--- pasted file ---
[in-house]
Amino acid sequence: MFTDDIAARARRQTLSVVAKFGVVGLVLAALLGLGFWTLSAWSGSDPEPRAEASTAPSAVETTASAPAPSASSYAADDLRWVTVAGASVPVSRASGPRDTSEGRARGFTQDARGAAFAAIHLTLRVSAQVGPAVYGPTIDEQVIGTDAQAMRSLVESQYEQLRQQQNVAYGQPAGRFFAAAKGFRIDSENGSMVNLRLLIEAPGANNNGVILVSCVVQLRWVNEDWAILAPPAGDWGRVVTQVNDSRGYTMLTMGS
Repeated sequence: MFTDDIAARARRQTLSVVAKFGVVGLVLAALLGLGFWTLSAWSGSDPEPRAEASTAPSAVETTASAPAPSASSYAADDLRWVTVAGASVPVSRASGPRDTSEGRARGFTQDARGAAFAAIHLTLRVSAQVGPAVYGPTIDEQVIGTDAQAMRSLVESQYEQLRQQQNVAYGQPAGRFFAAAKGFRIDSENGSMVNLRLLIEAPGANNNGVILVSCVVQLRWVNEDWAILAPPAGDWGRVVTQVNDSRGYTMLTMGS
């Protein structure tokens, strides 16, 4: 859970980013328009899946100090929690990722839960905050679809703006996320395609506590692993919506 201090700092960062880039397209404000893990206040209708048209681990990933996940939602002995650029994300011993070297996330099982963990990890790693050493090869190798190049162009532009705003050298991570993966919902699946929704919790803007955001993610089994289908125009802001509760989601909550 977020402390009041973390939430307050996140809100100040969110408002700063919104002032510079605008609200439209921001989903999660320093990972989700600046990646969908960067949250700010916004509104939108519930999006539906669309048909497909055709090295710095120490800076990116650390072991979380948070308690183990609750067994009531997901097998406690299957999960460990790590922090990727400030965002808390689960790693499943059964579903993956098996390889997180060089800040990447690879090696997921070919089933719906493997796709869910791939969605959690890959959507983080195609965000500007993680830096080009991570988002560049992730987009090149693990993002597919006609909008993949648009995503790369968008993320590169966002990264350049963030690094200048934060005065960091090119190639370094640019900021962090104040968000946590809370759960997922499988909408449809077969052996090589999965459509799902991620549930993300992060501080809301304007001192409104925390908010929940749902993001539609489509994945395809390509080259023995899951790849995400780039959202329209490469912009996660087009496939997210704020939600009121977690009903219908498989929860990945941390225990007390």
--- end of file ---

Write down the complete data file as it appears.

[in-house]
Amino acid sequence: MFTDDIAARARRQTLSVVAKFGVVGLVLAALLGLGFWTLSAWSGSDPEPRAEASTAPSAVETTASAPAPSASSYAADDLRWVTVAGASVPVSRASGPRDTSEGRARGFTQDARGAAFAAIHLTLRVSAQVGPAVYGPTIDEQVIGTDAQAMRSLVESQYEQLRQQQNVAYGQPAGRFFAAAKGFRIDSENGSMVNLRLLIEAPGANNNGVILVSCVVQLRWVNEDWAILAPPAGDWGRVVTQVNDSRGYTMLTMGS
Repeated sequence: MFTDDIAARARRQTLSVVAKFGVVGLVLAALLGLGFWTLSAWSGSDPEPRAEASTAPSAVETTASAPAPSASSYAADDLRWVTVAGASVPVSRASGPRDTSEGRARGFTQDARGAAFAAIHLTLRVSAQVGPAVYGPTIDEQVIGTDAQAMRSLVESQYEQLRQQQNVAYGQPAGRFFAAAKGFRIDSENGSMVNLRLLIEAPGANNNGVILVSCVVQLRWVNEDWAILAPPAGDWGRVVTQVNDSRGYTMLTMGS
């Protein structure tokens, strides 16, 4: 859970980013328009899946100090929690990722839960905050679809703006996320395609506590692993919506 201090700092960062880039397209404000893990206040209708048209681990990933996940939602002995650029994300011993070297996330099982963990990890790693050493090869190798190049162009532009705003050298991570993966919902699946929704919790803007955001993610089994289908125009802001509760989601909550 977020402390009041973390939430307050996140809100100040969110408002700063919104002032510079605008609200439209921001989903999660320093990972989700600046990646969908960067949250700010916004509104939108519930999006539906669309048909497909055709090295710095120490800076990116650390072991979380948070308690183990609750067994009531997901097998406690299957999960460990790590922090990727400030965002808390689960790693499943059964579903993956098996390889997180060089800040990447690879090696997921070919089933719906493997796709869910791939969605959690890959959507983080195609965000500007993680830096080009991570988002560049992730987009090149693990993002597919006609909008993949648009995503790369968008993320590169966002990264350049963030690094200048934060005065960091090119190639370094640019900021962090104040968000946590809370759960997922499988909408449809077969052996090589999965459509799902991620549930993300992060501080809301304007001192409104925390908010929940749902993001539609489509994945395809390509080259023995899951790849995400780039959202329209490469912009996660087009496939997210704020939600009121977690009903219908498989929860990945941390225990007390």